A California workplace safety agency is fining a local government for failing to take appropriate safety measures after a hazardous substance was released into the workplace. The local government is appealing the fine.
The California Division of the Occupational Safety and Health (Cal-OSHA) fined Sacramento County $2,810 after some county offices were contaminated with carcinogenic asbestos following an August 2012 water leak that caused a ceiling to collapse. County employees and the public may have been exposed to the asbestos since the building's central air system continued to run after the materials dropped down. Cal-OSHA said the county should have trained employees in procedures to be followed when potentially toxic materials are released and also should have reported the incident. The agency plans to meet with affected employees and county officials soon to discuss the incident. County officials are appealing the safety violations and fine and have denied that asbestos was present in the ceiling materials.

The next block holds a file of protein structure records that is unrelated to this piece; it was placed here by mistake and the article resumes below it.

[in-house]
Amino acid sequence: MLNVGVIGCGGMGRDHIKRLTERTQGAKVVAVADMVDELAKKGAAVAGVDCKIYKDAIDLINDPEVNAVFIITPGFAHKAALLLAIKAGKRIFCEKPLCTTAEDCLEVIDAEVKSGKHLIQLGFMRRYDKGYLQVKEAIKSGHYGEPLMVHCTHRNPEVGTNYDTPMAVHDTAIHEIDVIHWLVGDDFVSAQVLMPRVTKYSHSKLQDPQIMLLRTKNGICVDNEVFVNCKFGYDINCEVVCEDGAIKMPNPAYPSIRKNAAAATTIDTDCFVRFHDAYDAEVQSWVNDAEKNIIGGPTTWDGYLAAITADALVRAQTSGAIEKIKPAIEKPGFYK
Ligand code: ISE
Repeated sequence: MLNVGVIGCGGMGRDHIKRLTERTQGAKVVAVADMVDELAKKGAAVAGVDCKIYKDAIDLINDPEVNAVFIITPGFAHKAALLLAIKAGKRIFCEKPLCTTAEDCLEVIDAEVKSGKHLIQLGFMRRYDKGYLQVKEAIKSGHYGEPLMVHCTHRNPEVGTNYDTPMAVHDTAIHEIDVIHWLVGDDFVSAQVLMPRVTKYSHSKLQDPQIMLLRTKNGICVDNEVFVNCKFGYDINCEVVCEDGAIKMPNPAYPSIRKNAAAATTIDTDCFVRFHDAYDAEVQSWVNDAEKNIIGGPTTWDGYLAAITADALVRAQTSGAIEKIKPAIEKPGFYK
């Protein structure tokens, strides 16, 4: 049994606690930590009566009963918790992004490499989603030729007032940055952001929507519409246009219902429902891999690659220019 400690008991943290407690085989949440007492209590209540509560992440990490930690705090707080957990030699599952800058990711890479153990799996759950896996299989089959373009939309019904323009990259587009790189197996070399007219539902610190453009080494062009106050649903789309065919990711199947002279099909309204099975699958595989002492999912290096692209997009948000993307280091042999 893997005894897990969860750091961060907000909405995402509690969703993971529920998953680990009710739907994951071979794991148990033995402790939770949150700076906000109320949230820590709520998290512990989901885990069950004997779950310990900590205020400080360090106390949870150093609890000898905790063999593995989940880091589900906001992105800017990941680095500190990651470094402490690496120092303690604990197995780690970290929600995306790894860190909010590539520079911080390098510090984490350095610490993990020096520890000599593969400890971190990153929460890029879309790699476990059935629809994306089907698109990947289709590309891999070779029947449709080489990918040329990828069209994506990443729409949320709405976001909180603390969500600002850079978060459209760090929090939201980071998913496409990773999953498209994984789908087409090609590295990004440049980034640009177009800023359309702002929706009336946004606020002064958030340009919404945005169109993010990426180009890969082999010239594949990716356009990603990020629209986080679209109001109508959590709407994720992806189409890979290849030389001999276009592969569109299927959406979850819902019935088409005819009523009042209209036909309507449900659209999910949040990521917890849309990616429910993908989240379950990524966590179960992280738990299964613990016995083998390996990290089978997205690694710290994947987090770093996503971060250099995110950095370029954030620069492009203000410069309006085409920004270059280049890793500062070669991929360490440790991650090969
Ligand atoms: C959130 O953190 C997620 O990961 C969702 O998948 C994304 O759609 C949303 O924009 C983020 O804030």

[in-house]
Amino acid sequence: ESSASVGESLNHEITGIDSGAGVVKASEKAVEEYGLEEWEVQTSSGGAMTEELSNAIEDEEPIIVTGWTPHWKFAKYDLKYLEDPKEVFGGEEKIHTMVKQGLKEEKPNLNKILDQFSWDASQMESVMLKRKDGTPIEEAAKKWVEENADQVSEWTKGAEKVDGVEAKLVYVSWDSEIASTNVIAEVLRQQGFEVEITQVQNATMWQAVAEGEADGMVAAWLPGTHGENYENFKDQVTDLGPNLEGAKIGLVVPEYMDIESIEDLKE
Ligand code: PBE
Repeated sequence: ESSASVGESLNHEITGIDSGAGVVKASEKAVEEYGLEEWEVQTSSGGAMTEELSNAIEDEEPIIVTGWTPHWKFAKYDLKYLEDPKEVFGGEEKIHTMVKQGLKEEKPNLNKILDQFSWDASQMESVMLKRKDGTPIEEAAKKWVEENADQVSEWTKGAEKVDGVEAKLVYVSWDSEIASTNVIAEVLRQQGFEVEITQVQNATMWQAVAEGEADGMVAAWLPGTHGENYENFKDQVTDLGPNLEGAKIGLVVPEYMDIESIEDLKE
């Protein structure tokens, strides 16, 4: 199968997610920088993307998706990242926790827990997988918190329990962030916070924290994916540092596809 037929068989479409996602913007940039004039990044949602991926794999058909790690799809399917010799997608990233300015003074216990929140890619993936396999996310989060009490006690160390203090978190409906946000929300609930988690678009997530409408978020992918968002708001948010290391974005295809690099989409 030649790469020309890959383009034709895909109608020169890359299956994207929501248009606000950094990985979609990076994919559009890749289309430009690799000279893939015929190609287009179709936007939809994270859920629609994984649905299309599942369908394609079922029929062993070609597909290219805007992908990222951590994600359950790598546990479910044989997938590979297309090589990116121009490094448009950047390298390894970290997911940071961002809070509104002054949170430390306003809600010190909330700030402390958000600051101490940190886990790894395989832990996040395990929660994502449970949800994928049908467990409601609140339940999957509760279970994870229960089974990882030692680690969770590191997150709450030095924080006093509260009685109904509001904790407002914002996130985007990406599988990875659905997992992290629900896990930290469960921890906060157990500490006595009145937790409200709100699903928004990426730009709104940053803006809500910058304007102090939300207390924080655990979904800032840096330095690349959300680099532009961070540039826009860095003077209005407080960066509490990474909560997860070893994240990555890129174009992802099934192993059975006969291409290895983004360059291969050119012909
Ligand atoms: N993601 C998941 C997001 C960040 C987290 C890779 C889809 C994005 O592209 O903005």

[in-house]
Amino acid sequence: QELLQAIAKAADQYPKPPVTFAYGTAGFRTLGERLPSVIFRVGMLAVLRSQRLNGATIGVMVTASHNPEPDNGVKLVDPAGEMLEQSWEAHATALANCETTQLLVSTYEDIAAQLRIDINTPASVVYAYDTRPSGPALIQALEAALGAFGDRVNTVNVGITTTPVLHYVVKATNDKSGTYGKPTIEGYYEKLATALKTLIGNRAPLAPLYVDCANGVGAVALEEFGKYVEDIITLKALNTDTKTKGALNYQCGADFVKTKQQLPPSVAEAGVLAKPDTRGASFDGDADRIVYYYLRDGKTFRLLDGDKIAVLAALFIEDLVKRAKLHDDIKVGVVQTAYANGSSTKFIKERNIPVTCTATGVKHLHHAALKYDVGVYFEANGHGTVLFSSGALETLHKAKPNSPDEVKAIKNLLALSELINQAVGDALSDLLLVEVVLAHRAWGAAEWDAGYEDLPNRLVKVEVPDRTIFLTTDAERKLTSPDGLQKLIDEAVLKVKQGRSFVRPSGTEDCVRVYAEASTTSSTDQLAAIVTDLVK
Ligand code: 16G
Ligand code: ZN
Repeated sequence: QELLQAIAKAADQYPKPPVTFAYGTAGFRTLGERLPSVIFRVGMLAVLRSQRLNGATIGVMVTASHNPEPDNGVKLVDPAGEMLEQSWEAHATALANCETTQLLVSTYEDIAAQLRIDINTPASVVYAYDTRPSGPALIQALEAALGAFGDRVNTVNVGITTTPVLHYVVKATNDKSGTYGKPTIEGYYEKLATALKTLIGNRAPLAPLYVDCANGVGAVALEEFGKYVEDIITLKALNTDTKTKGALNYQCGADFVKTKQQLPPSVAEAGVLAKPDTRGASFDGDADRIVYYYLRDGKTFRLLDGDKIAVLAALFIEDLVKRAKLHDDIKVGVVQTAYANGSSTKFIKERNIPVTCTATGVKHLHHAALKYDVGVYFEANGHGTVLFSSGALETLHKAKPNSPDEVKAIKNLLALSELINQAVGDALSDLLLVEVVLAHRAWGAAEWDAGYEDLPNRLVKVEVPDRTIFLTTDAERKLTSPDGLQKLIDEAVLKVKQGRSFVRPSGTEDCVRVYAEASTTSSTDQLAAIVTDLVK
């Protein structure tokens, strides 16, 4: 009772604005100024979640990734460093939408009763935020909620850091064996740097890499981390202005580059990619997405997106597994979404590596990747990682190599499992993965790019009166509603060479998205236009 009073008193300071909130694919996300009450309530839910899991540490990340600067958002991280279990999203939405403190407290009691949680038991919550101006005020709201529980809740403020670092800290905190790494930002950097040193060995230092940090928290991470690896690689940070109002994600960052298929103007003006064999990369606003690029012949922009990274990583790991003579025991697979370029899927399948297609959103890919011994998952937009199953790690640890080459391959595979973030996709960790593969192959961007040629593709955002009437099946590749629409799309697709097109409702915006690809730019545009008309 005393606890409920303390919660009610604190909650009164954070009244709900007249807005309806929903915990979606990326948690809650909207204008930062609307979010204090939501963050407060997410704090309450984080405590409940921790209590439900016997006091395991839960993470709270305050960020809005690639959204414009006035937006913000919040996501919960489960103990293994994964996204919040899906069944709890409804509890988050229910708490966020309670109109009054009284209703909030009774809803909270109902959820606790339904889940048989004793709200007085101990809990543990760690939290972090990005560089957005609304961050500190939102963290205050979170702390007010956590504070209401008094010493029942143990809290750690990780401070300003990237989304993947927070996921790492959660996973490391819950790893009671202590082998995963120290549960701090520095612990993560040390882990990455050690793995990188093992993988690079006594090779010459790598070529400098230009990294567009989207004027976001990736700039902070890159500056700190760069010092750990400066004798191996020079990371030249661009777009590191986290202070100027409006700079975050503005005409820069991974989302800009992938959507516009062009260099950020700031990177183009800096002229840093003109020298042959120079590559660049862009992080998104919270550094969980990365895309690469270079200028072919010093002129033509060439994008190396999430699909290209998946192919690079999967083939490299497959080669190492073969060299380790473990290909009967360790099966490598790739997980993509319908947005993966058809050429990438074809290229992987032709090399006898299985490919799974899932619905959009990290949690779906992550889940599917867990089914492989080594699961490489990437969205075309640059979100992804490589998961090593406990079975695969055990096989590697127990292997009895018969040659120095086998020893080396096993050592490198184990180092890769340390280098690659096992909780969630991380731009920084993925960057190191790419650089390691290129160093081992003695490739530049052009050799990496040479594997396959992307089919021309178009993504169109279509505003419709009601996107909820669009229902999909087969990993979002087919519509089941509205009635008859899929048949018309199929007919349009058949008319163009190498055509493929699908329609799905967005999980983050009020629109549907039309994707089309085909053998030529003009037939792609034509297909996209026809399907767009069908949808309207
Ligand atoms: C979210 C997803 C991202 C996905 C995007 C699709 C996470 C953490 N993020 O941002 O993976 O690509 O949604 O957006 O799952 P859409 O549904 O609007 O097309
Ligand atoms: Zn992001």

Asbestos, frequently found in older buildings, is now considered hazardous because it increases the risk of cancer and respiratory ailments in people who have been exposed to the substance. Risks depend on the length and amount of the exposure, but health officials note even small amounts can present health risks.
Illnesses caused by unsafe workplace conditions such as toxic exposure may be covered under California'sworkers' compensation laws just as accidents may be. A worker who has been exposed to toxic chemicals may wish to speak with an attorney who has experience in workers' compensation matters. The attorney may be able to determine whether the client is eligible to file a claim for benefits under the law.
Source: Sacramento Bee, "Cal-OSHA fines Sacramento county for asbestos incident", Brad Branan, September 28, 2013